“These walks with Leslie Carol Roberts—by turns exhilarating, heart breaking, and informative—are always just what I need. Rambling wide-eyed through these pages, I’m encouraged to come to know the past, present, and future of her backyard and, also, the whole wide world. I thought I knew a lot about the landscapes she describes. I’m delighted, after reading this book, to have learned so much more.” — Camille Dungy, author of Black Nature: Four Centuries of African American Nature Poetry
“A series of absorbing, funny, tragic, and deeply present ruminations…Packed with a scientist’s curiosity and an artist’s imagination, she uses her walks the way Thoreau encouraged us to treat every journey into nature: as a lesson in how to accept, relish, and even seek out change.”
—John D’Agata, author of About a Mountain
“This is no ordinary nature book…Rather, it is a profound meditation on the intersection of many different histories, lives, and fates, all of which reveal different facets of a thoroughly engaging literary imagination.” —Christopher Merrill, author of Self-Portrait with Dogwood
Here is where I walk: My daily rambles and scrambles, thinking about ecologies, from the Presidio, to Tasmania, to Italy, to reflections on being a woman and mother in the world in times of climate change. The Presidio is the frame for my eco-memoir. It is America’s only residential national park tucked wholly into an urban setting, it is a fading historic forest, it is a dynamic place of revival and renewal as more trees are planted and more people come here to take solace in these woods. Here is where my memories of other ecologies, people, and travels emerge.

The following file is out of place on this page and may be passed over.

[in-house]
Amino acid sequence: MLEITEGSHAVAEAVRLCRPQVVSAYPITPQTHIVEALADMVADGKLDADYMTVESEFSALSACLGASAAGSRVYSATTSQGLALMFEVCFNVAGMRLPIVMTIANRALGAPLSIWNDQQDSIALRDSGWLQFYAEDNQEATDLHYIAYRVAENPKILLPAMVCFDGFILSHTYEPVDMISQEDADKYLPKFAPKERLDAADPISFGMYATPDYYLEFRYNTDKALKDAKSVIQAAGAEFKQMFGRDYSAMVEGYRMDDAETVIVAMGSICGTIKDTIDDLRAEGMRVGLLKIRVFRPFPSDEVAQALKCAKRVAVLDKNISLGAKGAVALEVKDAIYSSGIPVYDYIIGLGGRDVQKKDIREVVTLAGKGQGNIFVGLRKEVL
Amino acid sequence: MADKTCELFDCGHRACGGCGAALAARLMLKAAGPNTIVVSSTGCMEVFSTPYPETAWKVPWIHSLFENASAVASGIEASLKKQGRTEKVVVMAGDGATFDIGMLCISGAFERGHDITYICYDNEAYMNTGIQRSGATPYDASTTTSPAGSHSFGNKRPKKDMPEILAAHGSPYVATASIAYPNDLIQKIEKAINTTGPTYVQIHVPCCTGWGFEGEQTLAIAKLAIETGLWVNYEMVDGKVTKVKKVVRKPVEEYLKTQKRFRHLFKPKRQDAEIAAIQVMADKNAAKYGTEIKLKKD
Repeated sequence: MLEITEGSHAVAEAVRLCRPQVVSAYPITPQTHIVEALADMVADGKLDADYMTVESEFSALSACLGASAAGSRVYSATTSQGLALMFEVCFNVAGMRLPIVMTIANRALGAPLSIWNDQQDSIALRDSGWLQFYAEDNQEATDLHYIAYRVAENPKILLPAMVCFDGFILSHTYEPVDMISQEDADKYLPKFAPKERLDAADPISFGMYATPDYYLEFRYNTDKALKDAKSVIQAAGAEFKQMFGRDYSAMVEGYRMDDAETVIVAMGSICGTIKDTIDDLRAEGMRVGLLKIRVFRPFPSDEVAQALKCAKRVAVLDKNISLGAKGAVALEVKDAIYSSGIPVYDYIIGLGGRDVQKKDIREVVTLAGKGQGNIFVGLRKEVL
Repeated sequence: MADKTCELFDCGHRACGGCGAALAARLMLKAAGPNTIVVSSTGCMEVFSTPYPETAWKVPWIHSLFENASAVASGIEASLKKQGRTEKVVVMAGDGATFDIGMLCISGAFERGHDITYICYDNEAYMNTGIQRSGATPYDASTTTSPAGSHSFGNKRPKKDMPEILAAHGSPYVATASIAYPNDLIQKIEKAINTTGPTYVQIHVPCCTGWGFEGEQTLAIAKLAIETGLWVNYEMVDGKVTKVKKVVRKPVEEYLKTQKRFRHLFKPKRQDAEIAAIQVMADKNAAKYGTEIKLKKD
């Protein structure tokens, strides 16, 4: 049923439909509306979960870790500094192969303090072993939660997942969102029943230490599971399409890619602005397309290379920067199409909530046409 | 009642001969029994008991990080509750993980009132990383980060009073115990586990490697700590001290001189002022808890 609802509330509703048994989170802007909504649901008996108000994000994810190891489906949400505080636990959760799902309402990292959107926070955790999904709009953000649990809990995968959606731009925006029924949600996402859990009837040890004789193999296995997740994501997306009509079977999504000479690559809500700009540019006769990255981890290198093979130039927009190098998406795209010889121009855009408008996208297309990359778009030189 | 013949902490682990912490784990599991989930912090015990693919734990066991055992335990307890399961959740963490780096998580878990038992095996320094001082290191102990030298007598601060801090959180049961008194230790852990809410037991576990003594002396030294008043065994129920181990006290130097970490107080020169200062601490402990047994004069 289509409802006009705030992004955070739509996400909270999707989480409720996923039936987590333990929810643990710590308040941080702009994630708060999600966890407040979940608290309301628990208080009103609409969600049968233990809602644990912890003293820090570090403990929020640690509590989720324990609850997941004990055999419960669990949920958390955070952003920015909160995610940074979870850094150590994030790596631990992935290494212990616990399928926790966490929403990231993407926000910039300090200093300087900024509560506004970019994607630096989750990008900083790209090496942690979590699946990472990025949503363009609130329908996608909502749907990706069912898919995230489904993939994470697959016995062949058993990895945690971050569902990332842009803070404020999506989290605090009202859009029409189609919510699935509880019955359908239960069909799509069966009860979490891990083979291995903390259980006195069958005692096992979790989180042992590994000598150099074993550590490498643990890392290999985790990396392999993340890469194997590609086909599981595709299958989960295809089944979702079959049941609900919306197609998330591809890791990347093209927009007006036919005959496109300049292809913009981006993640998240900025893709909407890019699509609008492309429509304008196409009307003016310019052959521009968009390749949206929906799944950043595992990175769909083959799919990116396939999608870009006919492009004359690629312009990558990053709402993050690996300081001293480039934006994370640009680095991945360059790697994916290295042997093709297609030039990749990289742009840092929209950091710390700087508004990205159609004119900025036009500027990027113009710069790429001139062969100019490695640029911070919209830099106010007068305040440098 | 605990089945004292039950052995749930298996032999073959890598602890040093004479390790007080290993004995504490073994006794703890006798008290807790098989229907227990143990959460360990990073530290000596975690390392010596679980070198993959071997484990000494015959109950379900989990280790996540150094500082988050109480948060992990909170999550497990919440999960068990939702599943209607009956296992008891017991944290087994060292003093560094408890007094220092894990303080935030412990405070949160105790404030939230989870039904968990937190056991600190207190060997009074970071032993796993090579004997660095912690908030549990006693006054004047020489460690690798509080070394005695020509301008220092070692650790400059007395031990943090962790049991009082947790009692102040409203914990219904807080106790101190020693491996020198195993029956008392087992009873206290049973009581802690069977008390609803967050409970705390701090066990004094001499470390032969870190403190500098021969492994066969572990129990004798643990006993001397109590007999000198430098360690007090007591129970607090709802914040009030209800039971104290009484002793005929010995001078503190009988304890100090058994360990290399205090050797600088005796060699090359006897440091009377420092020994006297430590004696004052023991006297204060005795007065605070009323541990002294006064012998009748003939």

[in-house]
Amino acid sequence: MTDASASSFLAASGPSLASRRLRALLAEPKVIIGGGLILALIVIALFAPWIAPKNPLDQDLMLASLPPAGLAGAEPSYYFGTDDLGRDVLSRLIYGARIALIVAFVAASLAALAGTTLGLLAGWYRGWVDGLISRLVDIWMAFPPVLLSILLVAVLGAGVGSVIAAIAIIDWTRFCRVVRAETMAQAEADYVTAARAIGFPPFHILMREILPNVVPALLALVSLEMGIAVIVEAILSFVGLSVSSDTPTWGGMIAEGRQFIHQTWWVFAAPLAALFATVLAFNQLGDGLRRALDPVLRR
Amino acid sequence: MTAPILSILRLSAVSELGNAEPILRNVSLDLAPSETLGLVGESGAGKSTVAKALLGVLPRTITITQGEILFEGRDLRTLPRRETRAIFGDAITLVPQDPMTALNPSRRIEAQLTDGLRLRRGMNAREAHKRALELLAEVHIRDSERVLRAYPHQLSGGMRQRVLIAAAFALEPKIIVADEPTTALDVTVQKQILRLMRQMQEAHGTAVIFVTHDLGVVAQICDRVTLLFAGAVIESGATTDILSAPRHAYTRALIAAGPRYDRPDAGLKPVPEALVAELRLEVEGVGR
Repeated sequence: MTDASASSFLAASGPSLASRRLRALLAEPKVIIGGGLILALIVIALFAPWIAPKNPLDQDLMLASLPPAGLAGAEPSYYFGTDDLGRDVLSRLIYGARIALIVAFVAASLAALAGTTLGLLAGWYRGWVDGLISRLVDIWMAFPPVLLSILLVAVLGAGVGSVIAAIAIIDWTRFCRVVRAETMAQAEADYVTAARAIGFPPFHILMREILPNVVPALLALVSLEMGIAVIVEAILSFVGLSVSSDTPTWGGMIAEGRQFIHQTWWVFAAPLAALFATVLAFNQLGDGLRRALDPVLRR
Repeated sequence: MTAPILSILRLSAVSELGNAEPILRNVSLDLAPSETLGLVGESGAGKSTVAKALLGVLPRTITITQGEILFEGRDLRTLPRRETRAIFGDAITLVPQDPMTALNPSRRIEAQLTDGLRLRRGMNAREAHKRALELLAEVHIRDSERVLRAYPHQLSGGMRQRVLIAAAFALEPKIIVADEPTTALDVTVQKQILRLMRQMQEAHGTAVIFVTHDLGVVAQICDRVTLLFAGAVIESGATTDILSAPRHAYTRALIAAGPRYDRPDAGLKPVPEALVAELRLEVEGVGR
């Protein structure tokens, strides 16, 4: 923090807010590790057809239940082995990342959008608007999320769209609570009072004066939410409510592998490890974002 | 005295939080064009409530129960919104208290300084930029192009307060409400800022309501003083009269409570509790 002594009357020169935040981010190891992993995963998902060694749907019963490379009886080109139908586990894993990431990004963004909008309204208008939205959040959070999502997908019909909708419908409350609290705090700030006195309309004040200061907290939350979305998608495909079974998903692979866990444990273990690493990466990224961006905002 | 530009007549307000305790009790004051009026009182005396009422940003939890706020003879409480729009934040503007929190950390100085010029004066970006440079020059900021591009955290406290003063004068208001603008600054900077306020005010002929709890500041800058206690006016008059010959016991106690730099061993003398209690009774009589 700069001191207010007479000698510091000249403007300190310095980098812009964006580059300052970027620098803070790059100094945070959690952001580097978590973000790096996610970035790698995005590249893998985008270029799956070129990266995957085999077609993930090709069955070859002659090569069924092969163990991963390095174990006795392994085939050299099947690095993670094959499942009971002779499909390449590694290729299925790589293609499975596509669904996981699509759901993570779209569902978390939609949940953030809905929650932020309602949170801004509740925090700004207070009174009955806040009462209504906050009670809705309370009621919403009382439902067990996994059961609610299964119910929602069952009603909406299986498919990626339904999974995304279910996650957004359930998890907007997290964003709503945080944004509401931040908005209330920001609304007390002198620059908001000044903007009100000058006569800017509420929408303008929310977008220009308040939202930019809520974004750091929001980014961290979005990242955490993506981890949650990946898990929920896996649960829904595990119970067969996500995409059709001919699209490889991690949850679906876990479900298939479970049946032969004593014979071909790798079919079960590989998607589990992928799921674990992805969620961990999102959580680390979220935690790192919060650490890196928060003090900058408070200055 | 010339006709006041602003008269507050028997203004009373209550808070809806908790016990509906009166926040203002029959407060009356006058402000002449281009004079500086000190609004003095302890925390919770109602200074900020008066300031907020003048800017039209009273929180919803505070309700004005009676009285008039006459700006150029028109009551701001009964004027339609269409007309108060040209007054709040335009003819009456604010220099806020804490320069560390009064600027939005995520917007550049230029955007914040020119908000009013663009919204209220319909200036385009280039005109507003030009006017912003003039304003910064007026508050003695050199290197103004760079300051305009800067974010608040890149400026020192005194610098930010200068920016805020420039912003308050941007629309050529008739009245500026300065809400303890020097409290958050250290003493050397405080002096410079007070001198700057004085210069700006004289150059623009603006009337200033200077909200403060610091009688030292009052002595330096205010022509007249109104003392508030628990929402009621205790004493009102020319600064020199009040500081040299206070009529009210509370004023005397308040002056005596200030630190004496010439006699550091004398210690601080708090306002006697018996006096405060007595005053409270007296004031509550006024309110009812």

Through my daily walks into the Presidio, I humbly accept the invitation of the beckoning trees and find myself colliding with the urban coyote, the peculiar banana slug, and the manzanita. I have a taste for the ridiculous and poignant aspects of human ecosystems and note some of these as well — parents bragging about Austrian ski vacations, grocery stores packed with nannies.
I organized the work into 12 episodes — but in reality this is 12 years of walks compressed into 200 pages (art! hahaha!) each connected to a month of the year and interwoven with field notebooks, exploring everything from my fascination with Giovanni di Pietro di Bernardone (aka St. Francis) in the fields of Bevagna where he spoke with the birds, to the brilliant work of Western botanist Alice Eastwood. I reflect on Robert Rathbun, the high school art teacher who first inspired my thinking about aesthetics — and digress into the tragic accident that left me severely injured, my subsequent work as a college professor teaching writing, and the loss of a beloved student to cancer. In all this, places of exquisite beauty and complexity provide me with exactly the scaffolding needed to survive, with nature serving as a tonic.
A recent review noted:
“Here Is Where I Walk provides a vivid answer to how we can find our place, not only in nature but within ourselves and the world we walk.”
About me: I am an author, journalist, and essayist and Professor and Chair of the MFA Writing Program at California College of the Arts in San Francisco, California. I am writing my next book, Antarctica Poetica, which is looking at environmental activism, how we bombed the South Pacific as part of our “nuclear bomb research” phase as humans; and why the French thought it was a good idea to blow up a Greenpeace ship.